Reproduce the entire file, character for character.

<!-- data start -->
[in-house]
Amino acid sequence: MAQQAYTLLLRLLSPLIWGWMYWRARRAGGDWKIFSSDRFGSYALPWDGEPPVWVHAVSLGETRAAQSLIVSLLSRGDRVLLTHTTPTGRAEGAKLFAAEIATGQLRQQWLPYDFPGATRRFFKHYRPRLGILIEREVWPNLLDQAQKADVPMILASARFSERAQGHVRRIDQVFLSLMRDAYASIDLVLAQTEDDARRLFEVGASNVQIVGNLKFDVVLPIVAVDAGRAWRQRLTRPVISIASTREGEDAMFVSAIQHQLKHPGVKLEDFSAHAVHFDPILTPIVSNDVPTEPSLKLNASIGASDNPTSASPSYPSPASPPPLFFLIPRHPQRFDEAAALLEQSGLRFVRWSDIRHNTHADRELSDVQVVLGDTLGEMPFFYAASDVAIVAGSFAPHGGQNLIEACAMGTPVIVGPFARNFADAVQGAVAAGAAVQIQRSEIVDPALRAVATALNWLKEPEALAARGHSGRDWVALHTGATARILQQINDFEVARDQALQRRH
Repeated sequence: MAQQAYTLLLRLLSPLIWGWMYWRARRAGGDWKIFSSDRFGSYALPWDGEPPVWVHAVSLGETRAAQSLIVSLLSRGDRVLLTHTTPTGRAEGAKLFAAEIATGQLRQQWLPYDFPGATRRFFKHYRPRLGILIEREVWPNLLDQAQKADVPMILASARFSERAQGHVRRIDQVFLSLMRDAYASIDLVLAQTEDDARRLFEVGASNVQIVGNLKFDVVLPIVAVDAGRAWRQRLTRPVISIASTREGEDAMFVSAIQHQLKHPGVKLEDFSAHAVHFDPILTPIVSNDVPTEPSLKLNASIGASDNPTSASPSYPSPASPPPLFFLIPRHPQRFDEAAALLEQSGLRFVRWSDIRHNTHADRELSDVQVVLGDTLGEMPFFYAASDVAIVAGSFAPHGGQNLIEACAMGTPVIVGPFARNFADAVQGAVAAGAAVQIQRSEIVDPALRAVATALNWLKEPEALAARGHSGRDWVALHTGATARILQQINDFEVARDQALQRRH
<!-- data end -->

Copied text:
[in-house]
Amino acid sequence: MAQQAYTLLLRLLSPLIWGWMYWRARRAGGDWKIFSSDRFGSYALPWDGEPPVWVHAVSLGETRAAQSLIVSLLSRGDRVLLTHTTPTGRAEGAKLFAAEIATGQLRQQWLPYDFPGATRRFFKHYRPRLGILIEREVWPNLLDQAQKADVPMILASARFSERAQGHVRRIDQVFLSLMRDAYASIDLVLAQTEDDARRLFEVGASNVQIVGNLKFDVVLPIVAVDAGRAWRQRLTRPVISIASTREGEDAMFVSAIQHQLKHPGVKLEDFSAHAVHFDPILTPIVSNDVPTEPSLKLNASIGASDNPTSASPSYPSPASPPPLFFLIPRHPQRFDEAAALLEQSGLRFVRWSDIRHNTHADRELSDVQVVLGDTLGEMPFFYAASDVAIVAGSFAPHGGQNLIEACAMGTPVIVGPFARNFADAVQGAVAAGAAVQIQRSEIVDPALRAVATALNWLKEPEALAARGHSGRDWVALHTGATARILQQINDFEVARDQALQRRH
Repeated sequence: MAQQAYTLLLRLLSPLIWGWMYWRARRAGGDWKIFSSDRFGSYALPWDGEPPVWVHAVSLGETRAAQSLIVSLLSRGDRVLLTHTTPTGRAEGAKLFAAEIATGQLRQQWLPYDFPGATRRFFKHYRPRLGILIEREVWPNLLDQAQKADVPMILASARFSERAQGHVRRIDQVFLSLMRDAYASIDLVLAQTEDDARRLFEVGASNVQIVGNLKFDVVLPIVAVDAGRAWRQRLTRPVISIASTREGEDAMFVSAIQHQLKHPGVKLEDFSAHAVHFDPILTPIVSNDVPTEPSLKLNASIGASDNPTSASPSYPSPASPPPLFFLIPRHPQRFDEAAALLEQSGLRFVRWSDIRHNTHADRELSDVQVVLGDTLGEMPFFYAASDVAIVAGSFAPHGGQNLIEACAMGTPVIVGPFARNFADAVQGAVAAGAAVQIQRSEIVDPALRAVATALNWLKEPEALAARGHSGRDWVALHTGATARILQQINDFEVARDQALQRRH